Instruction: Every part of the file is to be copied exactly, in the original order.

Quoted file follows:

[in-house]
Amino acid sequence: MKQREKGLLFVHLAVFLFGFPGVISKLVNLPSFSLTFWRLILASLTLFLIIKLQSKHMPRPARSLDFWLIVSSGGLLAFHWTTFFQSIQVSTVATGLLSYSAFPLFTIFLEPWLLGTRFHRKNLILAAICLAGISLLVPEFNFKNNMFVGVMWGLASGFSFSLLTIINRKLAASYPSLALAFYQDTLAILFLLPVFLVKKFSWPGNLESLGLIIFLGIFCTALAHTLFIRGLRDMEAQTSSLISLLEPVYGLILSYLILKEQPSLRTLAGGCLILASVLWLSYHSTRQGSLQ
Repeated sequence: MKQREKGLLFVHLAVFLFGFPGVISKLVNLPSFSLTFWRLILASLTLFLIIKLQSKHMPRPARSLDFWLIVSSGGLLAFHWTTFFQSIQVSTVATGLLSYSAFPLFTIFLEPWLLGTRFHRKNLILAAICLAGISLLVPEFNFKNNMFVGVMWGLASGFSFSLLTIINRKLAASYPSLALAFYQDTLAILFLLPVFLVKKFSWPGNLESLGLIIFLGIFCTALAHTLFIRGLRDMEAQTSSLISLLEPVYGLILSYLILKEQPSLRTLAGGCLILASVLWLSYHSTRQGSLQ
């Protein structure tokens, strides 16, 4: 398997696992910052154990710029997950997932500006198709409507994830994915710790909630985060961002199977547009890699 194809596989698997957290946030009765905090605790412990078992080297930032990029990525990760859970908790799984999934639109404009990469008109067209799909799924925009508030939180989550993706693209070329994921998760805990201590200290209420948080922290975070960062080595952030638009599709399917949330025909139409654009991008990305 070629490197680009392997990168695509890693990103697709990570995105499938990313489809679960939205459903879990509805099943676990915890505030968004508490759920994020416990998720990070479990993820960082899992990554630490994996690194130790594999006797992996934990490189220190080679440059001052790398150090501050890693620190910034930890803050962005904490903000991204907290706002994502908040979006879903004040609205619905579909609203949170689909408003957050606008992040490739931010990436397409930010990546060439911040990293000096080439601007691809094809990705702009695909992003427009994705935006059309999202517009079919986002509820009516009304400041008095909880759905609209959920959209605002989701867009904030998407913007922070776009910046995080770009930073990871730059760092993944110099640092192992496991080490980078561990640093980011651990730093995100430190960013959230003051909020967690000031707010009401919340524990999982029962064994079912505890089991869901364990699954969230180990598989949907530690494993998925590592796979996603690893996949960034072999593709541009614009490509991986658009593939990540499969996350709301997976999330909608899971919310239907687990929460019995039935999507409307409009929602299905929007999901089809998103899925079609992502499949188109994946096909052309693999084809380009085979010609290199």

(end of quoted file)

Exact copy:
[in-house]
Amino acid sequence: MKQREKGLLFVHLAVFLFGFPGVISKLVNLPSFSLTFWRLILASLTLFLIIKLQSKHMPRPARSLDFWLIVSSGGLLAFHWTTFFQSIQVSTVATGLLSYSAFPLFTIFLEPWLLGTRFHRKNLILAAICLAGISLLVPEFNFKNNMFVGVMWGLASGFSFSLLTIINRKLAASYPSLALAFYQDTLAILFLLPVFLVKKFSWPGNLESLGLIIFLGIFCTALAHTLFIRGLRDMEAQTSSLISLLEPVYGLILSYLILKEQPSLRTLAGGCLILASVLWLSYHSTRQGSLQ
Repeated sequence: MKQREKGLLFVHLAVFLFGFPGVISKLVNLPSFSLTFWRLILASLTLFLIIKLQSKHMPRPARSLDFWLIVSSGGLLAFHWTTFFQSIQVSTVATGLLSYSAFPLFTIFLEPWLLGTRFHRKNLILAAICLAGISLLVPEFNFKNNMFVGVMWGLASGFSFSLLTIINRKLAASYPSLALAFYQDTLAILFLLPVFLVKKFSWPGNLESLGLIIFLGIFCTALAHTLFIRGLRDMEAQTSSLISLLEPVYGLILSYLILKEQPSLRTLAGGCLILASVLWLSYHSTRQGSLQ
């Protein structure tokens, strides 16, 4: 398997696992910052154990710029997950997932500006198709409507994830994915710790909630985060961002199977547009890699 194809596989698997957290946030009765905090605790412990078992080297930032990029990525990760859970908790799984999934639109404009990469008109067209799909799924925009508030939180989550993706693209070329994921998760805990201590200290209420948080922290975070960062080595952030638009599709399917949330025909139409654009991008990305 070629490197680009392997990168695509890693990103697709990570995105499938990313489809679960939205459903879990509805099943676990915890505030968004508490759920994020416990998720990070479990993820960082899992990554630490994996690194130790594999006797992996934990490189220190080679440059001052790398150090501050890693620190910034930890803050962005904490903000991204907290706002994502908040979006879903004040609205619905579909609203949170689909408003957050606008992040490739931010990436397409930010990546060439911040990293000096080439601007691809094809990705702009695909992003427009994705935006059309999202517009079919986002509820009516009304400041008095909880759905609209959920959209605002989701867009904030998407913007922070776009910046995080770009930073990871730059760092993944110099640092192992496991080490980078561990640093980011651990730093995100430190960013959230003051909020967690000031707010009401919340524990999982029962064994079912505890089991869901364990699954969230180990598989949907530690494993998925590592796979996603690893996949960034072999593709541009614009490509991986658009593939990540499969996350709301997976999330909608899971919310239907687990929460019995039935999507409307409009929602299905929007999901089809998103899925079609992502499949188109994946096909052309693999084809380009085979010609290199």